Caleb Lystad, Guest Columnist
What is the Key Peninsula? A few things come to mind: rural, beautiful, quiet, spacious, private, overlooked; a strong community rooted in old school, neighborly virtues.
These special traits were recognized by those who worked to develop the Key Peninsula Comprehensive Plan as part of the Growth Management Act adopted in 2007. The stated goal of the plan is to protect the rural nature of the KP while providing a framework for responsible development and growth.
The plan defines land use zones, such as Rural-10, Rural Farm, Rural Sensitive Resources, and Parks and Recreation. Additionally, the plan recognizes the historical commercial centers that have dotted the KP for decades. These are Rural Activity Centers, where more intensive commercial development has taken place, and Rural Neighborhood Centers, where less intensive commercial development has taken place. The plan strives to keep the rural environment of the Key Peninsula intact while providing a means for future growth that does not encroach on the rural landscape.
Enter Hope Recovery Center, the dream of a man to provide substance abuse and behavior health treatment. A most laudable endeavor, to be sure. The dream began to take shape when Lakebay Community Church offered HRC a piece of land where they had once intended to build a church. This property is situated in an R10 zone.
The zoning plan for the KP allows for “community and cultural” development within R10s when certain conditions are met. This is all well and good. We need churches, schools, civic centers, halls and other facilities that foster and strengthen the fabric of our community.
According to HRC, they met with Pierce County to discuss building a residential inpatient treatment facility and encountered resistance. They were told health services were not allowed in R10 zones. This is the most crucial point to the HRC story.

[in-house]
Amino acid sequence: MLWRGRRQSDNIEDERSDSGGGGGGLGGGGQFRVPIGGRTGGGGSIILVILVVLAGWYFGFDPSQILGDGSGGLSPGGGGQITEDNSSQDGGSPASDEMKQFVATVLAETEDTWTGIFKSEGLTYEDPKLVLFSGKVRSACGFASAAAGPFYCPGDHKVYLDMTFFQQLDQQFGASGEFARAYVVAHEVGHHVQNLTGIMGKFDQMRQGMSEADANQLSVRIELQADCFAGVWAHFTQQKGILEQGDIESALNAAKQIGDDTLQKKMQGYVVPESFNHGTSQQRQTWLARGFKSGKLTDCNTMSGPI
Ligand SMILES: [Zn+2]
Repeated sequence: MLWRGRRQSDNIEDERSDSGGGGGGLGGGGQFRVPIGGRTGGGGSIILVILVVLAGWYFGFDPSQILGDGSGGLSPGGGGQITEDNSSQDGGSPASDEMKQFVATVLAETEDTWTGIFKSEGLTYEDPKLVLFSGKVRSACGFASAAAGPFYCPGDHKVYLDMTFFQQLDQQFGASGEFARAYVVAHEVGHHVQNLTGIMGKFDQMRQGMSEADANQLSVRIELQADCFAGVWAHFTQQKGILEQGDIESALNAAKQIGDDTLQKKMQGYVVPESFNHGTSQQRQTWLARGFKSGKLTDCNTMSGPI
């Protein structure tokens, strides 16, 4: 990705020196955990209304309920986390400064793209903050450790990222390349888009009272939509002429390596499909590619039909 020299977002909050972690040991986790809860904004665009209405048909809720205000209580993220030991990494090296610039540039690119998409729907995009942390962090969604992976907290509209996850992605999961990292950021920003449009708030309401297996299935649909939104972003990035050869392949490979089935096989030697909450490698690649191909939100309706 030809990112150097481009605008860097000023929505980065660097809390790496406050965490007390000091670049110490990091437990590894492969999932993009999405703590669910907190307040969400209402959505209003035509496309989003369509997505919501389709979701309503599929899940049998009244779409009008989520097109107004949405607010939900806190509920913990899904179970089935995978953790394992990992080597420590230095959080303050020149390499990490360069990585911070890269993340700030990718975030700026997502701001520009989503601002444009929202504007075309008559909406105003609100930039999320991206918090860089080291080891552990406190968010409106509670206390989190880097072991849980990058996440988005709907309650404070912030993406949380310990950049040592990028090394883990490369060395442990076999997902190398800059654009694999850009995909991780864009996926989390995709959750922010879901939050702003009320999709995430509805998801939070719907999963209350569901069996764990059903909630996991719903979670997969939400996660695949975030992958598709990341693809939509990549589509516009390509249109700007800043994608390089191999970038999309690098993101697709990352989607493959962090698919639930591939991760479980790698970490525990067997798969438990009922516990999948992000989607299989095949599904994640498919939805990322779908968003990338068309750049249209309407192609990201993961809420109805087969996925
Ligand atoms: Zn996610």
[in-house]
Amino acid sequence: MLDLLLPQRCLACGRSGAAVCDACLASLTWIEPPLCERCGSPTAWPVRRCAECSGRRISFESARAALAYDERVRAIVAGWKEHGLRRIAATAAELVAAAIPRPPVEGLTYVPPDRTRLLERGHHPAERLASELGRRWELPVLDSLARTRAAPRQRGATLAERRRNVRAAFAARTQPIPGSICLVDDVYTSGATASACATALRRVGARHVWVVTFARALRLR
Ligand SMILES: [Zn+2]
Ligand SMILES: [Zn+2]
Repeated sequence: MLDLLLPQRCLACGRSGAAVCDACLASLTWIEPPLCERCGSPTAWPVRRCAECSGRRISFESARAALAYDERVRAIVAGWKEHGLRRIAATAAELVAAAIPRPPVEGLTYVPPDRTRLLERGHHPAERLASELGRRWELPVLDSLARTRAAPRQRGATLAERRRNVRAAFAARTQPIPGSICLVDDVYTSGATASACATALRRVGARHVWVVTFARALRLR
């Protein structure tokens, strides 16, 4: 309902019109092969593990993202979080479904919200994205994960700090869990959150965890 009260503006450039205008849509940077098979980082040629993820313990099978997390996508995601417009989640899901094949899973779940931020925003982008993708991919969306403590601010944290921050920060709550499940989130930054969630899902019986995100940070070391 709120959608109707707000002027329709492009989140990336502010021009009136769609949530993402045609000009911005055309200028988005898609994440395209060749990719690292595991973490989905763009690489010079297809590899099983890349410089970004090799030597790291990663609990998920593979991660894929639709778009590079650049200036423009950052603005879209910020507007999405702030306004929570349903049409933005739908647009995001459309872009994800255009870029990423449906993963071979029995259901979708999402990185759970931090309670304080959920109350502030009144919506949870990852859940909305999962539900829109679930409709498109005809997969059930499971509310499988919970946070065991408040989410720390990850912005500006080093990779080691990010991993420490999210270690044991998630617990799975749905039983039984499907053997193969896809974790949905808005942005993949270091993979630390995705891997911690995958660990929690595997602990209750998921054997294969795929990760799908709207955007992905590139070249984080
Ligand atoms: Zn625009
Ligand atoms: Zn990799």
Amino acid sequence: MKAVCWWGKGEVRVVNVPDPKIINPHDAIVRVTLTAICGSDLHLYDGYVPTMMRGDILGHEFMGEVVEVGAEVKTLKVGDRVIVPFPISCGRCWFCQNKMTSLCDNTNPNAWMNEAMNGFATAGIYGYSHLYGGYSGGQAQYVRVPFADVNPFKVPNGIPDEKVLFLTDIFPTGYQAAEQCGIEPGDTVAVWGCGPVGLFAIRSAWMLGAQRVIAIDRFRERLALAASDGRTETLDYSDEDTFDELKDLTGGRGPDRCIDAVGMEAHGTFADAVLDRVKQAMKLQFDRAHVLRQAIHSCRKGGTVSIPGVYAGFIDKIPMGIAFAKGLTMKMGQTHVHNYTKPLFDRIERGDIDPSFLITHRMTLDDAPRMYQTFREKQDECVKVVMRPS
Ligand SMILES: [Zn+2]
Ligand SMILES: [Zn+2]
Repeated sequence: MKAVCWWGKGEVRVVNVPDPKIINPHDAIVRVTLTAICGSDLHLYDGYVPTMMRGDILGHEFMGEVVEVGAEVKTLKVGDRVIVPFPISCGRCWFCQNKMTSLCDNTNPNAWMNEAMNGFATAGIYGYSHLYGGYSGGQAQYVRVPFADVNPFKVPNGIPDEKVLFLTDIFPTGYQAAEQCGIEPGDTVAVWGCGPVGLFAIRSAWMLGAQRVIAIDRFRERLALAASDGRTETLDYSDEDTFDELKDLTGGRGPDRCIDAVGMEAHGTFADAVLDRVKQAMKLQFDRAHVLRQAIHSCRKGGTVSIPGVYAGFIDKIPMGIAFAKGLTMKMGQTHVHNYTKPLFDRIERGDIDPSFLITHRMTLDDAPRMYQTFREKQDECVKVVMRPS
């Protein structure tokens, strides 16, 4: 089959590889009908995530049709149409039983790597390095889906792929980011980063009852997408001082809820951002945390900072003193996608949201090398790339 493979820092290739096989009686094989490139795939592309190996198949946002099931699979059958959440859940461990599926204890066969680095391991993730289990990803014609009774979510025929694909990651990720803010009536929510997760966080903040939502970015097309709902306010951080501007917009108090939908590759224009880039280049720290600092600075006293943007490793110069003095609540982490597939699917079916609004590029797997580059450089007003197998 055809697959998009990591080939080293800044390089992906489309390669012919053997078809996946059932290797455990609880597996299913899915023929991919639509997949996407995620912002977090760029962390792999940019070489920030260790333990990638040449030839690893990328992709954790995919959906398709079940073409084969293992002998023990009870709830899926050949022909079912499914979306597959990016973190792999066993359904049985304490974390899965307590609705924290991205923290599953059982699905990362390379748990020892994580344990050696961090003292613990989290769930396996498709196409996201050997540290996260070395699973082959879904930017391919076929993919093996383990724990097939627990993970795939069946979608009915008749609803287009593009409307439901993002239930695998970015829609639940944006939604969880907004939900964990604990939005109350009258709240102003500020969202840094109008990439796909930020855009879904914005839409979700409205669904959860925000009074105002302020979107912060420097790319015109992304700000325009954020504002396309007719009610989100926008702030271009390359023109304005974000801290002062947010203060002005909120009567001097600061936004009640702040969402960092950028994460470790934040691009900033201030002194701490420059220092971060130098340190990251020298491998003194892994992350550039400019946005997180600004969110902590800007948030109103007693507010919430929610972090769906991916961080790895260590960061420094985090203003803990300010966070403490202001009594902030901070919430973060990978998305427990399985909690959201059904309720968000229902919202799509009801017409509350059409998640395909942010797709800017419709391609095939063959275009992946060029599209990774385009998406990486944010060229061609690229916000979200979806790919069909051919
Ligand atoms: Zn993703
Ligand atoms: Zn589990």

HRC is first and foremost a health service, therefore not allowed to build in an R10. The 33,000 total square foot campus, including the primary 50-bed facility, cannot be built in an R10. But that didn’t stop the dream.
HRC said they managed to get an audience with the county planning manager and the assistant administrator to the Planning and Land Services director—a very rare meeting with the very top levels of county planning. HRC also said that even here their plan was met with significant pushback: Health services are not allowed in R10. However, the meeting was also attended by Derek Young, our local Pierce County Council member. According to him, it was his office that provided the workaround.
Instead of focusing on what HRC is, a health service, Derek proposed the county should consider what the impact would be compared to a facility that could be built there. In this way it was determined that HRC would have an impact similar to a homeless shelter and since a homeless shelter does fit within the zoning laws, Pierce County allowed the conditional use permit process to proceed. In this way clear zoning laws were ignored.
No On HRC was formed to stop this breach of due process. Rights of every landowner on the Key Peninsula were violated by these actions. By ignoring the clear language of our zoning laws, and using elected officials to pressure the county, we lost fundamental protections that safeguard our community from intrusive development.
No On HRC contends that HRC fails to meet the basic intentions defined under Pierce County Code 18A.37.220 section C. It is our interpretation of this section that the local community is intended to be the primary beneficiary of such a facility. But the Key Peninsula would not be the primary beneficiary, because HRC would be obligated by their operating license to accept patients from all over the state. Just because a person in need lived on the KP would not mean they could find treatment on the KP.
Secondly, we contend HRC is by definition a “health service” and easily classified under 18A.37.220 section E. A basic reading of both that Pierce County code or Washington RCW 70.37.020, WAC 246-337, makes clear HRC is in fact a health service, regardless of any services provided beyond those related to health.
The Pierce County code goes on to say very definitely that health services may not be built in R10 areas (PC code 18A.26.020). However, HRC would be allowed to build in one of our two Rural Activity Centers. No On HRC supports building in these areas.
Please join us as we seek to keep the KP rural by visiting StopHRC.com for more information.
Caleb Lystad lives in Lakebay.
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